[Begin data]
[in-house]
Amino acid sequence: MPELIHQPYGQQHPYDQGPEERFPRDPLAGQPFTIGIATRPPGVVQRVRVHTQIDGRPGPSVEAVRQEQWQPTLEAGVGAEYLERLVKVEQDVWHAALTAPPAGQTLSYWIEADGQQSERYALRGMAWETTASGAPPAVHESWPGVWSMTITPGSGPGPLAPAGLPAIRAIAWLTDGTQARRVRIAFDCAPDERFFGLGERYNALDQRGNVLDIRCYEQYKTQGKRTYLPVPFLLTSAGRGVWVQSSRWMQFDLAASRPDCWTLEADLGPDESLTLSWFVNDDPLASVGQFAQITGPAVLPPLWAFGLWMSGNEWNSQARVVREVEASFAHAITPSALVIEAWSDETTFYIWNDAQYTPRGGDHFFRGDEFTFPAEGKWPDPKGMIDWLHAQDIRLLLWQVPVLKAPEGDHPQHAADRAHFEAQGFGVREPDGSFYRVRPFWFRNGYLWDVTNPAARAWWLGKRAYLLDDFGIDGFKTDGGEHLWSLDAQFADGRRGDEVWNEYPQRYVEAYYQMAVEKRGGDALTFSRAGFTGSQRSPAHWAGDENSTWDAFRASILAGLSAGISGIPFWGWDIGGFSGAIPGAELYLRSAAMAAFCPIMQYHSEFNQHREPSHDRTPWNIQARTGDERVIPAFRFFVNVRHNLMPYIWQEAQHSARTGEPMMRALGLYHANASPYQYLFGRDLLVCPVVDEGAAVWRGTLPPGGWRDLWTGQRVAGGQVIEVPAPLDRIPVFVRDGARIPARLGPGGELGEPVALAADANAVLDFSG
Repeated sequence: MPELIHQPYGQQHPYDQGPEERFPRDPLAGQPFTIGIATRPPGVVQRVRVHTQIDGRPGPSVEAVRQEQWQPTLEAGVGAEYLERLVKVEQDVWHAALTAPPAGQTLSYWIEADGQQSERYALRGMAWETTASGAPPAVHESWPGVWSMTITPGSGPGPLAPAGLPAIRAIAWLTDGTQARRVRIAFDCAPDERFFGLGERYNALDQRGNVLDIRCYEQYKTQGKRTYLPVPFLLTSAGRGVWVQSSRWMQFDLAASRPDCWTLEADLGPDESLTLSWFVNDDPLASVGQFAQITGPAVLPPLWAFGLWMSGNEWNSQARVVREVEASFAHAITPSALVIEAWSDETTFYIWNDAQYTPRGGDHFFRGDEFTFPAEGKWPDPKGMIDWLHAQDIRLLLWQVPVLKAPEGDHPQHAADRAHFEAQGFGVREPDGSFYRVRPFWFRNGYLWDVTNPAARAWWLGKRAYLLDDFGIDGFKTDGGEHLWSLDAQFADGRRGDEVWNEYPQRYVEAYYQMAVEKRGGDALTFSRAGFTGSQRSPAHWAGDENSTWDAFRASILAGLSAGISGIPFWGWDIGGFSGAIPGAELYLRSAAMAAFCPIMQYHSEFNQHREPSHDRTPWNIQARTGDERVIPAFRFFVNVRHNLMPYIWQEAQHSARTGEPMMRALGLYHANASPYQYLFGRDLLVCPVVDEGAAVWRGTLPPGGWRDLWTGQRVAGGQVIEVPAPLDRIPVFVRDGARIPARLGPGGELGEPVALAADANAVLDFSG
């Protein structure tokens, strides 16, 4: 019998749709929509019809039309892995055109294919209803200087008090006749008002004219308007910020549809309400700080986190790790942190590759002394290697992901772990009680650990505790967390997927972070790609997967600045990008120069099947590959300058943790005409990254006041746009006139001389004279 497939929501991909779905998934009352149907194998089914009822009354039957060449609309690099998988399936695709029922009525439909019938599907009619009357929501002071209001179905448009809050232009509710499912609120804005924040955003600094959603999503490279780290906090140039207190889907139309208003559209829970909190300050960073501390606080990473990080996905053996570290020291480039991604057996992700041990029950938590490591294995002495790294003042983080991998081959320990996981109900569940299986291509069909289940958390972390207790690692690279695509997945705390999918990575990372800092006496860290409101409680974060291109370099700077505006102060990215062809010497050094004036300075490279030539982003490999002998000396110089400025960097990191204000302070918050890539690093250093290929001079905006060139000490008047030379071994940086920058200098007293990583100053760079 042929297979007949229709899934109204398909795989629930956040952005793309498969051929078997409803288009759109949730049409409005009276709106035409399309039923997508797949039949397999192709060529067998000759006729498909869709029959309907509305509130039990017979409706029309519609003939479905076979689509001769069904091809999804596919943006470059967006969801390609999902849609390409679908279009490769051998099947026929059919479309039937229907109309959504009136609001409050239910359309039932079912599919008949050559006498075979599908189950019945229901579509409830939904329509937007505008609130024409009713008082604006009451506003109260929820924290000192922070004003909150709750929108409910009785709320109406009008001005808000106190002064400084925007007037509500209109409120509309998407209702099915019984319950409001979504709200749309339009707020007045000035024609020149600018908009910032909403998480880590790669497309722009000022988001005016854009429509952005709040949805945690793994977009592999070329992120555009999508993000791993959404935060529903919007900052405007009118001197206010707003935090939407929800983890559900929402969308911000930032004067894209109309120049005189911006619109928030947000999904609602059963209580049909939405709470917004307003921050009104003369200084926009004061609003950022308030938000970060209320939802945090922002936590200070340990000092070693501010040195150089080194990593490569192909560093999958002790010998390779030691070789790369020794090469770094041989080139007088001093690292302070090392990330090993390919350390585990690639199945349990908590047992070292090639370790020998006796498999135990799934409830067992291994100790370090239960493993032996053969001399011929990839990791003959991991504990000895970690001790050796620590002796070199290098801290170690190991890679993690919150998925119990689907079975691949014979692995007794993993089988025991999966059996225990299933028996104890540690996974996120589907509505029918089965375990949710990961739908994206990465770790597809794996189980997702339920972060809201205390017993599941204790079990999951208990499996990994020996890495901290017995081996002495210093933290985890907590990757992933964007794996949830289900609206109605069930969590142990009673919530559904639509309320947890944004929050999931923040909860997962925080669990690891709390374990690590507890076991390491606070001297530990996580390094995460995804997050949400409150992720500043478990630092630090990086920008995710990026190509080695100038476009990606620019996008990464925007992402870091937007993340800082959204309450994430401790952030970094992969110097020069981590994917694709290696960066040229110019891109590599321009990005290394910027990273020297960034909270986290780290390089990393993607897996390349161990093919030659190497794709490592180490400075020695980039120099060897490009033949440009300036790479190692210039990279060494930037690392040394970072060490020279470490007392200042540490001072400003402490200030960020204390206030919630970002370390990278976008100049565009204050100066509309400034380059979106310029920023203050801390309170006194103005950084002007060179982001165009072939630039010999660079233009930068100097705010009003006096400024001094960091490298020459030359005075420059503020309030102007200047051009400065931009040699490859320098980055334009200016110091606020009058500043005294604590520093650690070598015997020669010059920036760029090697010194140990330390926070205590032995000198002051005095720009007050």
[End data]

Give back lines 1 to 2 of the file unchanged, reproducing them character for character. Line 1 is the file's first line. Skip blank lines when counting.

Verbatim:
[in-house]
Amino acid sequence: MPELIHQPYGQQHPYDQGPEERFPRDPLAGQPFTIGIATRPPGVVQRVRVHTQIDGRPGPSVEAVRQEQWQPTLEAGVGAEYLERLVKVEQDVWHAALTAPPAGQTLSYWIEADGQQSERYALRGMAWETTASGAPPAVHESWPGVWSMTITPGSGPGPLAPAGLPAIRAIAWLTDGTQARRVRIAFDCAPDERFFGLGERYNALDQRGNVLDIRCYEQYKTQGKRTYLPVPFLLTSAGRGVWVQSSRWMQFDLAASRPDCWTLEADLGPDESLTLSWFVNDDPLASVGQFAQITGPAVLPPLWAFGLWMSGNEWNSQARVVREVEASFAHAITPSALVIEAWSDETTFYIWNDAQYTPRGGDHFFRGDEFTFPAEGKWPDPKGMIDWLHAQDIRLLLWQVPVLKAPEGDHPQHAADRAHFEAQGFGVREPDGSFYRVRPFWFRNGYLWDVTNPAARAWWLGKRAYLLDDFGIDGFKTDGGEHLWSLDAQFADGRRGDEVWNEYPQRYVEAYYQMAVEKRGGDALTFSRAGFTGSQRSPAHWAGDENSTWDAFRASILAGLSAGISGIPFWGWDIGGFSGAIPGAELYLRSAAMAAFCPIMQYHSEFNQHREPSHDRTPWNIQARTGDERVIPAFRFFVNVRHNLMPYIWQEAQHSARTGEPMMRALGLYHANASPYQYLFGRDLLVCPVVDEGAAVWRGTLPPGGWRDLWTGQRVAGGQVIEVPAPLDRIPVFVRDGARIPARLGPGGELGEPVALAADANAVLDFSG